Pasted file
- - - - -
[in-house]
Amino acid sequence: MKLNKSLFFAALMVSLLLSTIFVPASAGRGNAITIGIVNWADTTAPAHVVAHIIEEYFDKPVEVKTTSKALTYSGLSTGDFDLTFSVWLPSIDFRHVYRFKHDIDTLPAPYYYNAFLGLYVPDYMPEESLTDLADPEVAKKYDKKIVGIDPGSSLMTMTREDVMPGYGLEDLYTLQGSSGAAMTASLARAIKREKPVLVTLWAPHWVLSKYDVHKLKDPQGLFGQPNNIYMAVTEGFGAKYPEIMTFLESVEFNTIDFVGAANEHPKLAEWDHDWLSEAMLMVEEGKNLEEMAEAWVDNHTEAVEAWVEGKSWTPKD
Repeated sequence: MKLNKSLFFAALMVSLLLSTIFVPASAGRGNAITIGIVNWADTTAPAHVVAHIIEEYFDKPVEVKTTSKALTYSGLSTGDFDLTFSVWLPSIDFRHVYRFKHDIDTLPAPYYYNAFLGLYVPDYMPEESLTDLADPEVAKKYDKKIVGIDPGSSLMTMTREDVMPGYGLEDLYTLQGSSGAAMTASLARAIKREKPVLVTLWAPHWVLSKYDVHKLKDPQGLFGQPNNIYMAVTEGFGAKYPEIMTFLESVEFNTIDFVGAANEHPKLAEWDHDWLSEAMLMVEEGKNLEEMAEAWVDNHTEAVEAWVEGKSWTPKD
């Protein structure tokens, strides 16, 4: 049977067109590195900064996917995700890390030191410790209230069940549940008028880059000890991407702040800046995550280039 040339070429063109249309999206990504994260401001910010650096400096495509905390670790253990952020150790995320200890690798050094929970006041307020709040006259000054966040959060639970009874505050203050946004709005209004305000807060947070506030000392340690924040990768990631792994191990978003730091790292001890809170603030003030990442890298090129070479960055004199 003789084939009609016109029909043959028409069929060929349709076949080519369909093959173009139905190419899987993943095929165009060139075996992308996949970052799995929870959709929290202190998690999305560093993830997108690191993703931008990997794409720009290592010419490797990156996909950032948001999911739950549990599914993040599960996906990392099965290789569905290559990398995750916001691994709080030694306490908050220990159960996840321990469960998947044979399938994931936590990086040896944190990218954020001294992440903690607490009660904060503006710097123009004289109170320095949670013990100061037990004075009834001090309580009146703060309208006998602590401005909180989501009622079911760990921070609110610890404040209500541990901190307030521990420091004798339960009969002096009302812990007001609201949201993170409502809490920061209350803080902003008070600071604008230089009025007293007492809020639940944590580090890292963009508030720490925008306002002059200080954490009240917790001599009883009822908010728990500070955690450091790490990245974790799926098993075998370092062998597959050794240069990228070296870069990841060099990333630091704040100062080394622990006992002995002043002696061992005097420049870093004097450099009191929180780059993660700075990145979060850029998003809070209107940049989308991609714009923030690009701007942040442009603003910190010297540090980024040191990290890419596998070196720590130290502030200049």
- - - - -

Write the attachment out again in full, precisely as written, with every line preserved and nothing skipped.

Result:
[in-house]
Amino acid sequence: MKLNKSLFFAALMVSLLLSTIFVPASAGRGNAITIGIVNWADTTAPAHVVAHIIEEYFDKPVEVKTTSKALTYSGLSTGDFDLTFSVWLPSIDFRHVYRFKHDIDTLPAPYYYNAFLGLYVPDYMPEESLTDLADPEVAKKYDKKIVGIDPGSSLMTMTREDVMPGYGLEDLYTLQGSSGAAMTASLARAIKREKPVLVTLWAPHWVLSKYDVHKLKDPQGLFGQPNNIYMAVTEGFGAKYPEIMTFLESVEFNTIDFVGAANEHPKLAEWDHDWLSEAMLMVEEGKNLEEMAEAWVDNHTEAVEAWVEGKSWTPKD
Repeated sequence: MKLNKSLFFAALMVSLLLSTIFVPASAGRGNAITIGIVNWADTTAPAHVVAHIIEEYFDKPVEVKTTSKALTYSGLSTGDFDLTFSVWLPSIDFRHVYRFKHDIDTLPAPYYYNAFLGLYVPDYMPEESLTDLADPEVAKKYDKKIVGIDPGSSLMTMTREDVMPGYGLEDLYTLQGSSGAAMTASLARAIKREKPVLVTLWAPHWVLSKYDVHKLKDPQGLFGQPNNIYMAVTEGFGAKYPEIMTFLESVEFNTIDFVGAANEHPKLAEWDHDWLSEAMLMVEEGKNLEEMAEAWVDNHTEAVEAWVEGKSWTPKD
């Protein structure tokens, strides 16, 4: 049977067109590195900064996917995700890390030191410790209230069940549940008028880059000890991407702040800046995550280039 040339070429063109249309999206990504994260401001910010650096400096495509905390670790253990952020150790995320200890690798050094929970006041307020709040006259000054966040959060639970009874505050203050946004709005209004305000807060947070506030000392340690924040990768990631792994191990978003730091790292001890809170603030003030990442890298090129070479960055004199 003789084939009609016109029909043959028409069929060929349709076949080519369909093959173009139905190419899987993943095929165009060139075996992308996949970052799995929870959709929290202190998690999305560093993830997108690191993703931008990997794409720009290592010419490797990156996909950032948001999911739950549990599914993040599960996906990392099965290789569905290559990398995750916001691994709080030694306490908050220990159960996840321990469960998947044979399938994931936590990086040896944190990218954020001294992440903690607490009660904060503006710097123009004289109170320095949670013990100061037990004075009834001090309580009146703060309208006998602590401005909180989501009622079911760990921070609110610890404040209500541990901190307030521990420091004798339960009969002096009302812990007001609201949201993170409502809490920061209350803080902003008070600071604008230089009025007293007492809020639940944590580090890292963009508030720490925008306002002059200080954490009240917790001599009883009822908010728990500070955690450091790490990245974790799926098993075998370092062998597959050794240069990228070296870069990841060099990333630091704040100062080394622990006992002995002043002696061992005097420049870093004097450099009191929180780059993660700075990145979060850029998003809070209107940049989308991609714009923030690009701007942040442009603003910190010297540090980024040191990290890419596998070196720590130290502030200049």